Far the most important thing we can know about George MacDonald is that . . . an almost perfect relationship with his father was the earthly root of all his wisdom. From his own father, he said, he first learned that Fatherhood must be the core of the universe. He was thus prepared in an unusual way to teach that religion in which the relation of Father and Son is of all relations the most central. — C.S. Lewis, George MacDonald: An Anthology
Fatherhood as the core of the universe.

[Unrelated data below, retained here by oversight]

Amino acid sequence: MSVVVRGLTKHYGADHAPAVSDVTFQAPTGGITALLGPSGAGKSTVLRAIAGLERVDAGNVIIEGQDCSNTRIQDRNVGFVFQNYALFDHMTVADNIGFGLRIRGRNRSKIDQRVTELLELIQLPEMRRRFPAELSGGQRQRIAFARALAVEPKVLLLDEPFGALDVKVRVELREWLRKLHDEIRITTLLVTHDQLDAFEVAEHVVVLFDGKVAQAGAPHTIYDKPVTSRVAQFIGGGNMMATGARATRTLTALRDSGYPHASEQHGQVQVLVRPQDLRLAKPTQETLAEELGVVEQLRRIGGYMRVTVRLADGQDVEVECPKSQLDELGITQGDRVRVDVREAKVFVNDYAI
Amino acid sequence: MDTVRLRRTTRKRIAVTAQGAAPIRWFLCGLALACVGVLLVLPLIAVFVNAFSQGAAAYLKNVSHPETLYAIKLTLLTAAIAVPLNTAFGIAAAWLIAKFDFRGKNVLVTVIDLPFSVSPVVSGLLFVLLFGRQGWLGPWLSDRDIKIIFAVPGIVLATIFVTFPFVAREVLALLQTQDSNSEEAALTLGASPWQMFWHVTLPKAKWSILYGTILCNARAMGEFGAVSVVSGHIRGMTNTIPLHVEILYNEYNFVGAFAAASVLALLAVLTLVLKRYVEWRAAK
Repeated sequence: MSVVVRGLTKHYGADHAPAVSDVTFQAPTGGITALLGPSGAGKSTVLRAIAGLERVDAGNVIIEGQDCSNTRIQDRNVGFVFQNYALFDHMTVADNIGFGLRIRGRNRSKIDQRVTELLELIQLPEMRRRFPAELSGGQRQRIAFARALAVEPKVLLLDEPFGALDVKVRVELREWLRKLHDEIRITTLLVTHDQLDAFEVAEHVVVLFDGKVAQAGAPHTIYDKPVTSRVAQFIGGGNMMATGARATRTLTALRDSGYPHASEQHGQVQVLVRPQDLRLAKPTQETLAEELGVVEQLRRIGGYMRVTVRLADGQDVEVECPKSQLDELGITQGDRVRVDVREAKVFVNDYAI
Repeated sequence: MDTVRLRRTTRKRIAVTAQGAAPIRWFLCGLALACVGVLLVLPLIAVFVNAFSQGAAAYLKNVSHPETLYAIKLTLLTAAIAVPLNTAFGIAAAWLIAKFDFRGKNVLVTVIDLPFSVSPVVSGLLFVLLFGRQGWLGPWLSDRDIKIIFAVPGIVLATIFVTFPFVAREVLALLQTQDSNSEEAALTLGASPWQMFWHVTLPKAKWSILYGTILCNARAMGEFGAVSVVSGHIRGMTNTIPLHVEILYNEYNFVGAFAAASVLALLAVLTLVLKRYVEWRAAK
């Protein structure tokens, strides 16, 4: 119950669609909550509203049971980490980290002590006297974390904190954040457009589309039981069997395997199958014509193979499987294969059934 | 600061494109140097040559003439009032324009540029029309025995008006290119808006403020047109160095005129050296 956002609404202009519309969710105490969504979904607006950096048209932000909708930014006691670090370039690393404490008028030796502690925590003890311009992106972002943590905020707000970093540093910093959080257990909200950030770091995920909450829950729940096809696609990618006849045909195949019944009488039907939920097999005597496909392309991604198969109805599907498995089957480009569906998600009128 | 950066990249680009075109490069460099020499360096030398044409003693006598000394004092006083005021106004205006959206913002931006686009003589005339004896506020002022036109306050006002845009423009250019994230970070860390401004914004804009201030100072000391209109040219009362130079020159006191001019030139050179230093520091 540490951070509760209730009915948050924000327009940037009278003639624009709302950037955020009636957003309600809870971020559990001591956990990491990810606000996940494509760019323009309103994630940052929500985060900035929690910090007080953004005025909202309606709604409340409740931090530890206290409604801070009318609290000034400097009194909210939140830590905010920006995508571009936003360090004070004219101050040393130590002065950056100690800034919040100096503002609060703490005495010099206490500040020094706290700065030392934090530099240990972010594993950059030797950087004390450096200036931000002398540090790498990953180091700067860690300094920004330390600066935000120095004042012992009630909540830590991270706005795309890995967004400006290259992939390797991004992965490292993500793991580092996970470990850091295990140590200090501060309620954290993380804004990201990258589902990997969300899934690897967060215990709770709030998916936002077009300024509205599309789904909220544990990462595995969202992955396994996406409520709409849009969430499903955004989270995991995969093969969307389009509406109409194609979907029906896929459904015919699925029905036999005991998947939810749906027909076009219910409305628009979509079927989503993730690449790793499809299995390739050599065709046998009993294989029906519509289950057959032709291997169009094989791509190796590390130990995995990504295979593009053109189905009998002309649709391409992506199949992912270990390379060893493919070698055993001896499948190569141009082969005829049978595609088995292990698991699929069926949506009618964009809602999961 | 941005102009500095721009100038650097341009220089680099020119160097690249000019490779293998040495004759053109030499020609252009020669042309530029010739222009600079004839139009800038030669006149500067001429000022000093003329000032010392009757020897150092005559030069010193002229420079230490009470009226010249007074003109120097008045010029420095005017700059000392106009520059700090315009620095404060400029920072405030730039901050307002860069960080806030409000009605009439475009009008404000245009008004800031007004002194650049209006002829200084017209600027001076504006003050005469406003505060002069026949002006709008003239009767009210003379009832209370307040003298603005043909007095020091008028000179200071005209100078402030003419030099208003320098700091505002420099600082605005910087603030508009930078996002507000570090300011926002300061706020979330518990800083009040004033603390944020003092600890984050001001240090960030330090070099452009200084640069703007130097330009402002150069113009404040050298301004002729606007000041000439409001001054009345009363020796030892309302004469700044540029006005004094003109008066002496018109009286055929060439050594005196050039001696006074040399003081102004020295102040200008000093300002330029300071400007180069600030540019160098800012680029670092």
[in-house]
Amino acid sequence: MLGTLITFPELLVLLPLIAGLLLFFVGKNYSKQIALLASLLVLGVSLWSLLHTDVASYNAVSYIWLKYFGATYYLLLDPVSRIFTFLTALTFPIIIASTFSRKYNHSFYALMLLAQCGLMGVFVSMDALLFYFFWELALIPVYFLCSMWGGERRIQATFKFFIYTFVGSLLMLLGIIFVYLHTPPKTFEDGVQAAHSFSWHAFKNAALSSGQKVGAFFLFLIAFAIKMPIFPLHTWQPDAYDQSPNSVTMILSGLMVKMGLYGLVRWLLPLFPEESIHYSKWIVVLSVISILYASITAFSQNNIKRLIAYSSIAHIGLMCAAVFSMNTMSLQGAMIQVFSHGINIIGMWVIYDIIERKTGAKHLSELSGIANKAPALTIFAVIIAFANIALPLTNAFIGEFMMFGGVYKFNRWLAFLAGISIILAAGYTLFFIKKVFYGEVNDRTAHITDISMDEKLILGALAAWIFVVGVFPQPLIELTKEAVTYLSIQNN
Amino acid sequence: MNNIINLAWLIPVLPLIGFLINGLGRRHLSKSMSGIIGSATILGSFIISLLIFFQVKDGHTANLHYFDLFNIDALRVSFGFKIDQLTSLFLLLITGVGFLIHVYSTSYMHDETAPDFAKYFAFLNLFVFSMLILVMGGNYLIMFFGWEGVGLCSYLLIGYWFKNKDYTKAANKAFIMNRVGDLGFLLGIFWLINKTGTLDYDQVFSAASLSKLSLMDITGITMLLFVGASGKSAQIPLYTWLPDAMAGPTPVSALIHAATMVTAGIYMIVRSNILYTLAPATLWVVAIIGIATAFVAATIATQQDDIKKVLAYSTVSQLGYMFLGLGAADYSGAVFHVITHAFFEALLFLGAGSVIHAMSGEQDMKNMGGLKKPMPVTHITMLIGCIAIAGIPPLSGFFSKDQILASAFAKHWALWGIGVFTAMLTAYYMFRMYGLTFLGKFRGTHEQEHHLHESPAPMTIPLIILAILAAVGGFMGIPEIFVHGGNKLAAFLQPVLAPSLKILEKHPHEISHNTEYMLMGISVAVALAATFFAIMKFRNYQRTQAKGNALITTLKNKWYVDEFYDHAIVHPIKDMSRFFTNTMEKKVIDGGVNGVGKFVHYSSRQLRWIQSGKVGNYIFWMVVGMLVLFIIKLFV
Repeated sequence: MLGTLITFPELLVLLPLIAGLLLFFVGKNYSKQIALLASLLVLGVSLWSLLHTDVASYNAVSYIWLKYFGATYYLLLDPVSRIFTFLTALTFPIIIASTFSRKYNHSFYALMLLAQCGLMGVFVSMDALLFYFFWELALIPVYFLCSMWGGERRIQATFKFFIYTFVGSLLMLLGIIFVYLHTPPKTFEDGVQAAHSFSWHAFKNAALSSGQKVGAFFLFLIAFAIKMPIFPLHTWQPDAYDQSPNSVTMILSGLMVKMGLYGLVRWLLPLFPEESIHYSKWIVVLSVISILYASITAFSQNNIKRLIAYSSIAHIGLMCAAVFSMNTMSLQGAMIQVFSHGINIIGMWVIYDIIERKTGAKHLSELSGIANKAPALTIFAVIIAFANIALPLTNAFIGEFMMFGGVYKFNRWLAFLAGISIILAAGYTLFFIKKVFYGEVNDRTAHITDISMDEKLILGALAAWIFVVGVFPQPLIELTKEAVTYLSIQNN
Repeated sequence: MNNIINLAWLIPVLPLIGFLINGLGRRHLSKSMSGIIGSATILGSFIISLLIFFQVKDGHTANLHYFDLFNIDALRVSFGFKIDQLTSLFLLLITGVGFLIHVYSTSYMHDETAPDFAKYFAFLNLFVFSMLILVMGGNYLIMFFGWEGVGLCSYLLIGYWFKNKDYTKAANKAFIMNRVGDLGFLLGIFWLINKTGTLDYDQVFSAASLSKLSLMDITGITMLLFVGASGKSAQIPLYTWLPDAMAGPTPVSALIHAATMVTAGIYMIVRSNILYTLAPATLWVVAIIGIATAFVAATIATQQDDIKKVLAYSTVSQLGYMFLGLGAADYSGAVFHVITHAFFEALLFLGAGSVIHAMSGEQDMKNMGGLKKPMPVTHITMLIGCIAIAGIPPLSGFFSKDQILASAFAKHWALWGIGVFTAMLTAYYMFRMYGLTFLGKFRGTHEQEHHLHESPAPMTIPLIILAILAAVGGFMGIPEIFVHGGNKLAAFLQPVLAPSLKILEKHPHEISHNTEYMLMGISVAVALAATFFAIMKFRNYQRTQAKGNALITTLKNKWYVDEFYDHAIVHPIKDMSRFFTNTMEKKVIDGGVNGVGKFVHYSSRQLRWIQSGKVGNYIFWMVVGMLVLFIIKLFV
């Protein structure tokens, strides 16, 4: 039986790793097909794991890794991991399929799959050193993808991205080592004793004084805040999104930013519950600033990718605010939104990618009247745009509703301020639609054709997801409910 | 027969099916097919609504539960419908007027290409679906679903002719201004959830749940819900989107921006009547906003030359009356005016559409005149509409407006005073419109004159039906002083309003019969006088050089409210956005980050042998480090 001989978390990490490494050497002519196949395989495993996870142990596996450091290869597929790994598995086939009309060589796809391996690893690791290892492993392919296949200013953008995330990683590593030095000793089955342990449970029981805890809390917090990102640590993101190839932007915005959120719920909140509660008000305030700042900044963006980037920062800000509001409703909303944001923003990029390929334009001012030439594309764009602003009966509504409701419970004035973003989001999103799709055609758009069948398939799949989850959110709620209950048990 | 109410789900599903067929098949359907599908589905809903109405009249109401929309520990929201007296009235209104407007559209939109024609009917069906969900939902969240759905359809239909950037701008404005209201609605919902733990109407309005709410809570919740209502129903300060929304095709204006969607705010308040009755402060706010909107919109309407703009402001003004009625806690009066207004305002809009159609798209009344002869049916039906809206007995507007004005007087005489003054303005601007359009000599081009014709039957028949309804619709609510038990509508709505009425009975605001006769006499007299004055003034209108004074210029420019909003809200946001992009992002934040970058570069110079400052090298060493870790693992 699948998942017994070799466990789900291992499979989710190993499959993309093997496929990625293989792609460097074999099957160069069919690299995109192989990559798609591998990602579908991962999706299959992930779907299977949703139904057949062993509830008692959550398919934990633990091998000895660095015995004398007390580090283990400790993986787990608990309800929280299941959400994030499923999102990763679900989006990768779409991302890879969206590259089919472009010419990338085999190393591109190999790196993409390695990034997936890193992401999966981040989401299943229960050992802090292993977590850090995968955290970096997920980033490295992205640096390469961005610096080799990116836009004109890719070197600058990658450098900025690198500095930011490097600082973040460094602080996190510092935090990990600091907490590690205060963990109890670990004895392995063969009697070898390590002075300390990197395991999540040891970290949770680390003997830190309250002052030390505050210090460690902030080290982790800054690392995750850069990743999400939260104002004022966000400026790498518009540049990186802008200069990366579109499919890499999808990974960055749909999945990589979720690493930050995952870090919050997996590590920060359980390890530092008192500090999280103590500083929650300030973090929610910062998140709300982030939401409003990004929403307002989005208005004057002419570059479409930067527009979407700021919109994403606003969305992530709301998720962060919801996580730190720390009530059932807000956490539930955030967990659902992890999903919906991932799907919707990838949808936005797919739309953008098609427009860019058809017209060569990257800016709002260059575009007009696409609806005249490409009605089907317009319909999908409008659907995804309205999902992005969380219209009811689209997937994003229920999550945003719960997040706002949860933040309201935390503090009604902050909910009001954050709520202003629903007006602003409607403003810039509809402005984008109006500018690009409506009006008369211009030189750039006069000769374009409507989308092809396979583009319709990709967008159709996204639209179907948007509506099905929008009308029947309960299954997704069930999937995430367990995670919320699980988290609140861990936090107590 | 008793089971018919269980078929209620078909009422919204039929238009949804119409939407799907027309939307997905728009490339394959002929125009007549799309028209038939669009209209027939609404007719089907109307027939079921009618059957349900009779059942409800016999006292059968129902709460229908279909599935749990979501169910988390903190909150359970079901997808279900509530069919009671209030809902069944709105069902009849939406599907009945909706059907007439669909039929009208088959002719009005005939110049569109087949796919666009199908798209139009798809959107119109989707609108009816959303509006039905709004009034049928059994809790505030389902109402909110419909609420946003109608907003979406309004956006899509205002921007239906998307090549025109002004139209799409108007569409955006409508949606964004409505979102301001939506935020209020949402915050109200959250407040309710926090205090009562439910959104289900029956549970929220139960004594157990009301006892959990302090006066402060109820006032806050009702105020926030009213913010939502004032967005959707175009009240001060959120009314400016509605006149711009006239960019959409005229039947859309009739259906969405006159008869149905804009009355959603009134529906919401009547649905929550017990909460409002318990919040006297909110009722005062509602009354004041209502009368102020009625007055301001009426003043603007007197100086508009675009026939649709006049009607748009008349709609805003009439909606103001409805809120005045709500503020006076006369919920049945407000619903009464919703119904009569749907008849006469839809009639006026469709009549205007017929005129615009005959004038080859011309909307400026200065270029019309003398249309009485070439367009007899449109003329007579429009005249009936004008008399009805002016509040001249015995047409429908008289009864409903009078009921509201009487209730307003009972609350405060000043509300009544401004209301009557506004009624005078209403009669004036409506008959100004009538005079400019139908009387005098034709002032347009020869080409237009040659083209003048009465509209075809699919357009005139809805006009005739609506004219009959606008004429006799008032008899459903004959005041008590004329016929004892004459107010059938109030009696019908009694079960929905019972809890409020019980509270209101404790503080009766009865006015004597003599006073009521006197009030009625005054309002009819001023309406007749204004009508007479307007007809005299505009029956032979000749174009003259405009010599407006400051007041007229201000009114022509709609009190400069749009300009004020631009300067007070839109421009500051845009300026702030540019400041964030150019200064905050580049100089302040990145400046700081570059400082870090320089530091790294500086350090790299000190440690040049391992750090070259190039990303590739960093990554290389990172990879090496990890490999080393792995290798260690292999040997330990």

When I first read this statement more than a decade ago, two things struck me. One, it is a grand and sweeping claim. Two, I had no idea what MacDonald meant. Not a clue. But it intrigued me so much that I kept thinking, and it slowly started to make faith-shifting sense. Fatherhood is not merely a motif…
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